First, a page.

He continued: “the Generals were then accused of meddling in party politics. Mugabe has power to fire, appoint and disappoint according to the country's Constitution. They were also asked on why and how they were choosing Emmerson Mnangagwa and not Joice Mujuru or Sydney Sekeramai. And he said if it were for the purges, then he would be ready to readmit Mujuru as she was first to be purged.”

In fact, the journalist said Mugabe accused them (army men) of being the ones causing instability.  “According to him, it showed him that the military were running a faction. He told the SA envoys that the purges were only in the party not government. He said he was surprised that the army talked of instability yet no one had gone in the streets to protest the purges He then told them that if there were any other constitutional reasons they could cite, then he could step down,” he said.

Following the house arrest or the so called military coup d’état, Mugabe reappeared in public on Friday officiating at Open University Graduation in the outskirts of Harare.  It is believed that ZANU-PF party is set to draft resolution to dismiss Mugabe this weekend before his impeachment motion next week.

Continue Reading

News

Veteran journalist Karima Brown succumbs to COVID-19

4th March 2021
Karima-Brown

South Africa’s veteran journalist and broadcaster, Karima Brown has died on Thursday morning from COVID-19 related complications.

Media reports from the neighbouring country say Brown had been hospitalized and on a ventilator.

Brown anchored eNCA’s The Fix and was a regular political analyst on the eNCA channel.

Continue Reading

News

Botswana imports in numbers

1st March 2021
Botswana-imports

For so many years, Botswana has been trying to be a self-sufficient country that is able to provide its citizens with locally produced food products. Through appropriate collaborations with parastatals such as CEDA, ISPAAD and LEA, government introduced initiatives such as the Horticulture Impact Accelerator Subsidy-IAS and other funding facilities to facilitate horticultural farmers to increase production levels.

Now that COVID-19 took over and disrupted the food value chain across all economies, Botswana government introduced these initiatives to reduce the import bill by enhancing local market and relieve horticultural farmers from loses or impacts associated with the pandemic.

In more concerted efforts to curb these food crises in the country, government extended the ploughing period for the Southern part of Botswana. The extension was due to the late start of rains in the Southern part of the country.

Last week the Ministry of Agriculture extended the ploughing period for the Northern part of the country, mainly because of rains recently experienced in the country. With these decisions taken urgently, government optimizes food security and reliance on local food production.

When pigs fly, Botswana will be able to produce food to feed its people. This is evident by the numbers released by Statistics Botswana on imports recorded in November 2020, on their International Merchandise Trade Statistics for the month under review.

The numbers say Botswana continues to import most of its food from neighbouring South Africa. Not only that, Batswana relies on South Africa to have something to smoke, to drink and even use as machinery.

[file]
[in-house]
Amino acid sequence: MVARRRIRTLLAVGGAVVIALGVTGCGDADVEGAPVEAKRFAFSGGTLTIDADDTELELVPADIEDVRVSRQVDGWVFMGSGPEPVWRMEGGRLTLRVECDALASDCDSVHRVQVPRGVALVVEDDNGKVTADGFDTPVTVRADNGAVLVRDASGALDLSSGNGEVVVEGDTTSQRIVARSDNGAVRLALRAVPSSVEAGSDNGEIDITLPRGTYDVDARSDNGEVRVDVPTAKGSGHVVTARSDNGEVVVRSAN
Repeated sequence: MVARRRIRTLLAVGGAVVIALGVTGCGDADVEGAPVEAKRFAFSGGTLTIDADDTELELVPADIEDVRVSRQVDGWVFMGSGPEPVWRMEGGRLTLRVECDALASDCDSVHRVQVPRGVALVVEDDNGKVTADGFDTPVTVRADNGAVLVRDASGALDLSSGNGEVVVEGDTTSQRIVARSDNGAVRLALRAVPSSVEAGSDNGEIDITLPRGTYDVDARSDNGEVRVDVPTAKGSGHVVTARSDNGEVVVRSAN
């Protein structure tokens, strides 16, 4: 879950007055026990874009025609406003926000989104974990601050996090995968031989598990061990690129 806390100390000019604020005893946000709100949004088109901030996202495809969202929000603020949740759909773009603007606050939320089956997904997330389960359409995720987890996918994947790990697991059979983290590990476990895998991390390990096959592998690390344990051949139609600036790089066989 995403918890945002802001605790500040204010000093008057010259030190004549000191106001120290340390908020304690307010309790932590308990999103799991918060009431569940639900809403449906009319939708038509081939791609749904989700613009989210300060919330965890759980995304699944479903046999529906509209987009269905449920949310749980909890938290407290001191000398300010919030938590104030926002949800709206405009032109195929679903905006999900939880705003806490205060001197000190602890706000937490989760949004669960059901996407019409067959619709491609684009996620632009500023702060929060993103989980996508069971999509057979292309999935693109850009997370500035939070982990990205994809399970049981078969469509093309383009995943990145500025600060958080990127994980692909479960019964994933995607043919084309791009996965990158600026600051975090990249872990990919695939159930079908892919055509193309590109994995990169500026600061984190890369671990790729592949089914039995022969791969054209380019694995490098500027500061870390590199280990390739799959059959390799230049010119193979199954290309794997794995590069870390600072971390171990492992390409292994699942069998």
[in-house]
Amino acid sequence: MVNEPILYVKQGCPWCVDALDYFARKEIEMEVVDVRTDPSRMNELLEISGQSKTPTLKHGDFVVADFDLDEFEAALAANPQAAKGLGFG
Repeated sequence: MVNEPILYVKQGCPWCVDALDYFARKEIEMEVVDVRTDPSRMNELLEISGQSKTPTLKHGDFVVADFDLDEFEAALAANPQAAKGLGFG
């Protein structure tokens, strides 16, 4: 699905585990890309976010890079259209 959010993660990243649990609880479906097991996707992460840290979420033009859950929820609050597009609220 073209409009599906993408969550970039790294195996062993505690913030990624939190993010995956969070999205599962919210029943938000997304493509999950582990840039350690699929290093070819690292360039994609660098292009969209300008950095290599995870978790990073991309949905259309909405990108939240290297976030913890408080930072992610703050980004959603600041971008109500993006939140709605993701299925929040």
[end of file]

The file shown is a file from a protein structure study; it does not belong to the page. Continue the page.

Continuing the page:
According to data from Statistics Botswana, the country’s total imports amounted to P6.881 Million. Diamonds contributed to the total imports at 33%, which is equivalent to P2.3 Million. This was followed by food, beverages and tobacco, machinery and electrical equipment which stood at P912 Million and P790 Million respectively.

Most of these commodities were imported from The Southern African Customs Union (SACU). The Union supplied Botswana with imports valued at over P4.8 Million of Botswana’s imports for the month under review (November 2020). The top most imported commodity group from SACU region was food, beverages and tobacco, with a contribution of P864 Million, which is likely to be around 18.1% of the total imports from the region.

Diamonds and fuel, according to these statistics, contributed 16.0%, or P766 Million and 13.5% or P645 Million respectively. Botswana also showed a strong and desperate reliance on neighbouring South Africa for important commodities. Even though the borders between the two countries in order to curb the spread of the COVID-19 virus, government took a decision to open border gates for essential services which included the transportation of commodities such as food.

Imports from South Africa recorded in November 2020 stood at P4.615 Million, which accounted for 67.1% of total imports during the month under review. Still from that country, Botswana bought food, beverages and tobacco worth P844 Million (18.3%), diamonds, machinery and fuel worth P758 Million, P601 Million and P562 Million respectively.

Botswana also imported chemicals and rubber products that made a contribution of 11.7% (P542.2 Million) to total imports from South Africa during the month under review, (November 2020).

The European Union also came to Botswana’s rescue in the previous year. Botswana received imports worth P698.3 Million from the EU, accounting for 10.1% of the total imports during the same month. The major group commodity imported from the EU was diamonds, accounting for 86.9% (P606.6 Million), of imports from the Union. Belgium was the major source of imports from the EU, at 8.9% (P609.1 Million) of total imports during the period under review.

Meanwhile, Minister of Finance and Economic Development Thapelo Matsheka says an improvement in exports and commodity prices will drive growth in Sub-Saharan Africa. Growth in the region is anticipated to recover modestly to 3.2% in 2021. Matsheka said this when delivering the Annual Budget Speech virtually in Gaborone on the 1st of February 2021.